Faculty-Student Collaborative Project: Experienced Nurse Perspectives about Palliative and End-of-Life Care and Communication

2.50
Hdl Handle:
http://hdl.handle.net/10755/151984
Type:
Presentation
Title:
Faculty-Student Collaborative Project: Experienced Nurse Perspectives about Palliative and End-of-Life Care and Communication
Abstract:
Faculty-Student Collaborative Project: Experienced Nurse Perspectives about Palliative and End-of-Life Care and Communication
Conference Sponsor:Sigma Theta Tau International
Conference Year:2011
Author:Schuster, Gabriele
P.I. Institution Name:Barnes-Jewish College
Title:Research Assistant
Co-Authors:Verna L. Hendricks-Ferguson PhD, RN, Professor
Joan E. Haase RN, PhD, FAAN, Holmquist Professor in Pediatric Oncology Nursing
Kathleen J. Sawin PhD, CPNP-PC, FAAN, Professor, Research Chair in the Nursing of Children
Claretta Y. Dupree PhD, RN, ANP, Adjun
[22nd International Nursing Research Congress - Evidence-based Practice Presentation] Background: Pediatric oncology nurses are at the forefront of opportunities to communicate with parents and children with cancer receiving palliative and end-of-life (PC/EOL) care. It is imperative that these nurses are comfortable and competent in communicating PC/EOL information to family members of children with cancer and a poor prognosis. Research focused on the staff nurses' clinical challenges to provide supportive care to a dying child and their family members is needed. Furthermore, there is a lack of research focused on experienced staff nurses? perspectives of factors and barriers that may influence difficult discussions about palliative and end-of-life care with parents of a child with cancer with a poor prognosis. .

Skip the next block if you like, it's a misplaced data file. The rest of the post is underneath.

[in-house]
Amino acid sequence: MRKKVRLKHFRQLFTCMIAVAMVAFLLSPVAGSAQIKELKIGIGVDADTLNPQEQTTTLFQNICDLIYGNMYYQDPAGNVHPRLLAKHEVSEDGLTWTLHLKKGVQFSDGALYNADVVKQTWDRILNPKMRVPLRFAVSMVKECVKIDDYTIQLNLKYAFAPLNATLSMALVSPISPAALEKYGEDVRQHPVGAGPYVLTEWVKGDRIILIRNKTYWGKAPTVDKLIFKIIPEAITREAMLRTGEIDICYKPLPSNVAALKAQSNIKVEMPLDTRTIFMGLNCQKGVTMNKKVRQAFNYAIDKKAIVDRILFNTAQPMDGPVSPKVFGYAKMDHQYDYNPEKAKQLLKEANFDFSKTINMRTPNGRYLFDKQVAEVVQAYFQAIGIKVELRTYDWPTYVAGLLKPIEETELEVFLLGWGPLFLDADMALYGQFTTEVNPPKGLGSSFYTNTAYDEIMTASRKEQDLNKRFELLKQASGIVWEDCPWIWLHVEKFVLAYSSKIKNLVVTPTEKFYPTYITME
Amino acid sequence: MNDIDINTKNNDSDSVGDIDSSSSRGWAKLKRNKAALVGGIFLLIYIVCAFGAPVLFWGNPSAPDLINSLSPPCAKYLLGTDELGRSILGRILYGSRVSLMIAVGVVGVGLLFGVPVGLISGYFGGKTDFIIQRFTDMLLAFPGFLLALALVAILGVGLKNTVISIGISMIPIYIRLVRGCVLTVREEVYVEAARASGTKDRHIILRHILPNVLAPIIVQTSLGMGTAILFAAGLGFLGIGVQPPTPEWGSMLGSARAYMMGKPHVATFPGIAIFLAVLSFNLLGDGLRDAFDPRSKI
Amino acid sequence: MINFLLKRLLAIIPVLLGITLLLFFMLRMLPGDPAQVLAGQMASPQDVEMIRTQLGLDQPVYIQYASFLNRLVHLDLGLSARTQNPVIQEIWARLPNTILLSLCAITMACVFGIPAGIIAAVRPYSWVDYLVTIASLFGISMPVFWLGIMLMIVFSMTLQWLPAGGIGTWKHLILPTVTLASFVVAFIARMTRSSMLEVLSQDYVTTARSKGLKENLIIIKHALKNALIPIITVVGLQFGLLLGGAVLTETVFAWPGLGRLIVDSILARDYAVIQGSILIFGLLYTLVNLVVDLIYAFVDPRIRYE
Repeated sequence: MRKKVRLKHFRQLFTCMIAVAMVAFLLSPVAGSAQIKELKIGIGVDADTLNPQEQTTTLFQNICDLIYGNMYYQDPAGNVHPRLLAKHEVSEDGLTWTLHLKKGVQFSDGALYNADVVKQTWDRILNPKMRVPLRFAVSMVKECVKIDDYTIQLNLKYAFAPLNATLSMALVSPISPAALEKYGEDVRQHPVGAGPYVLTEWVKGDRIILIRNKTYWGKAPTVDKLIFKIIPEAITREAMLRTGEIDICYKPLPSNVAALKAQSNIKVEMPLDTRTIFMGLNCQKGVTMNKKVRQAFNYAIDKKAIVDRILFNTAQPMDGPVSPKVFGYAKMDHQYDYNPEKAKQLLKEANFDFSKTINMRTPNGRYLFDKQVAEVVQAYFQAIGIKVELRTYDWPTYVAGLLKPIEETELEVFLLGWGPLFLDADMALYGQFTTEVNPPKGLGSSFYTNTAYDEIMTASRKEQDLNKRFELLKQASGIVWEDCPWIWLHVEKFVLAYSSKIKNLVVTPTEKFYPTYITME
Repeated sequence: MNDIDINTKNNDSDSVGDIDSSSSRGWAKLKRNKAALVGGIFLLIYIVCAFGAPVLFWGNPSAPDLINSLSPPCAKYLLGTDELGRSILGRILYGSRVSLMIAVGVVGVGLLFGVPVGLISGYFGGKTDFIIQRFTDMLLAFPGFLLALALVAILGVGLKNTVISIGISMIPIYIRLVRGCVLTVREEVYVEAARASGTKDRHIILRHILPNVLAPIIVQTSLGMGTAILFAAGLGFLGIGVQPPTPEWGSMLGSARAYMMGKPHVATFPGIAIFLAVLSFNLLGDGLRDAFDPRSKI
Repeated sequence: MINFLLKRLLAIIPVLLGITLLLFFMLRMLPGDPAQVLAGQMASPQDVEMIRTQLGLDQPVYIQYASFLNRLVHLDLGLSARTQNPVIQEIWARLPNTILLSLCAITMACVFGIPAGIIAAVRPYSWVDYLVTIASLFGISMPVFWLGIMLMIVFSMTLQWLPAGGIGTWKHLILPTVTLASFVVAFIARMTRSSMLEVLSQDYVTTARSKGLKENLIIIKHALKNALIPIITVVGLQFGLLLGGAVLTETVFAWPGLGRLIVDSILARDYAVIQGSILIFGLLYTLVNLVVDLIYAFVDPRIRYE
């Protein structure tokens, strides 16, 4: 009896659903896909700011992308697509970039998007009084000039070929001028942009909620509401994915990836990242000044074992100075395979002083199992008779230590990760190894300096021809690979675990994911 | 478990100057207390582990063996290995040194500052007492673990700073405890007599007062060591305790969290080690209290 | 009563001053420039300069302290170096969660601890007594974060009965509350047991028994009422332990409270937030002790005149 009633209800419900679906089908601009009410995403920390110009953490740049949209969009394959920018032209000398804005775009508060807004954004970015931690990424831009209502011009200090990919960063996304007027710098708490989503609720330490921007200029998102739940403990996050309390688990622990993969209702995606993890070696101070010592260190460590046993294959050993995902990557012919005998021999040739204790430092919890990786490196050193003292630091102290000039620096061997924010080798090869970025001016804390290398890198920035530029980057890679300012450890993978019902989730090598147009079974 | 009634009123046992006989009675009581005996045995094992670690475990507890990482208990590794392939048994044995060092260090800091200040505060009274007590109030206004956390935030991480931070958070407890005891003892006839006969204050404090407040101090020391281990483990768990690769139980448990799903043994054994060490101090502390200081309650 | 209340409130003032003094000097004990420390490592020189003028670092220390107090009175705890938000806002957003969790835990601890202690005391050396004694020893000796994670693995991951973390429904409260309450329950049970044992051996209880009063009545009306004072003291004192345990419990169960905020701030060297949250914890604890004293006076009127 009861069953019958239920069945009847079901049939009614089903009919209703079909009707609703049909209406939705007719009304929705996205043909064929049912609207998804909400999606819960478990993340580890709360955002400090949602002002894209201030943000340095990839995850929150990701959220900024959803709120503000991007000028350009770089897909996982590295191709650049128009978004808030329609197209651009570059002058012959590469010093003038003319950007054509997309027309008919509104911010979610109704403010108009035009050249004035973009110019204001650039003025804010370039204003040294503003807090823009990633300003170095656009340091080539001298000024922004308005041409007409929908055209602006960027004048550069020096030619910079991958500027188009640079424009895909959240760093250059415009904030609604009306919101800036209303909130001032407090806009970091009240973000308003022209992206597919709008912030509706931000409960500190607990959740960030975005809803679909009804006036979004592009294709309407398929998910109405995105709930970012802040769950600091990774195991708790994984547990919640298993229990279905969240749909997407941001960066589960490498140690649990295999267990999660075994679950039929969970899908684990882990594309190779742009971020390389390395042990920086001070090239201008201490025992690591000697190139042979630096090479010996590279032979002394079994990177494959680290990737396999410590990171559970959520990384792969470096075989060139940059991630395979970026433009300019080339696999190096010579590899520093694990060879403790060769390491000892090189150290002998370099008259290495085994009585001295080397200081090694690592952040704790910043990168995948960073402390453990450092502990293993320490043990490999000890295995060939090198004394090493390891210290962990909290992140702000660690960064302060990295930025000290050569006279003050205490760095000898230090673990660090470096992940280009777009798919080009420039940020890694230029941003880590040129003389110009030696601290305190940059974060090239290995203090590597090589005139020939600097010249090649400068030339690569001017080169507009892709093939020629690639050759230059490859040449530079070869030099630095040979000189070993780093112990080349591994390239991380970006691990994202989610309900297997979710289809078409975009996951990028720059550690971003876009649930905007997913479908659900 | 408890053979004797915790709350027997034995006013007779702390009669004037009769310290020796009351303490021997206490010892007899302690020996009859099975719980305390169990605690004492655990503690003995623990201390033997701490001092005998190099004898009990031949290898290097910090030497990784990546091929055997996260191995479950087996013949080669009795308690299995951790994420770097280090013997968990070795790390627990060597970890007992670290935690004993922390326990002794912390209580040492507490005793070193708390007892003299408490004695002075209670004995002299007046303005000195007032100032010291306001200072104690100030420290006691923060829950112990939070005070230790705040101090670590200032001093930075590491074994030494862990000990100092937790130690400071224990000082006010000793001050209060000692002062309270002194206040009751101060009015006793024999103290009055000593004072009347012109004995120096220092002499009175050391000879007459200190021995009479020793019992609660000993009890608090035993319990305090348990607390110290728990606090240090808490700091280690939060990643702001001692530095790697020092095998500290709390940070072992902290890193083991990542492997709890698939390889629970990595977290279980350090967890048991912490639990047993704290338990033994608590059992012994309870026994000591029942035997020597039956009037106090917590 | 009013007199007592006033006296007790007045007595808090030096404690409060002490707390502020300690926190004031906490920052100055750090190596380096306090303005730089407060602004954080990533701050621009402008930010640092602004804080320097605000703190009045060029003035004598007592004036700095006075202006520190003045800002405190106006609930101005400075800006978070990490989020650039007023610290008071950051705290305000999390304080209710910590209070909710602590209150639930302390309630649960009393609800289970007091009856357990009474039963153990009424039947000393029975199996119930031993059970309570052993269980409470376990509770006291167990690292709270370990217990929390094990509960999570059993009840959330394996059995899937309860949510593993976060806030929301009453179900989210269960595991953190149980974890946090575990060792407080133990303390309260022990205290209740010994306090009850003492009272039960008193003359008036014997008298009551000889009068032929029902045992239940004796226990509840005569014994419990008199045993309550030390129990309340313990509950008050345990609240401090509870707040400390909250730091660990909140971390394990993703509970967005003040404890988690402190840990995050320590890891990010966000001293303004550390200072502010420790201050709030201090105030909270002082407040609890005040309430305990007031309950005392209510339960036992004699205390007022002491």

Objective:  An undergraduate nursing student project designed for the student to work closely with a senior nurse researcher to gain experience in: (a) analyzing focus group data using Colaizzi?s method of empirical phenomenology and (b) describing nurse managers' perceptions of clinical practice needs of staff nurses related to factors that facilitate and impede PC/EOL communication with dying children, their families, and health care providers.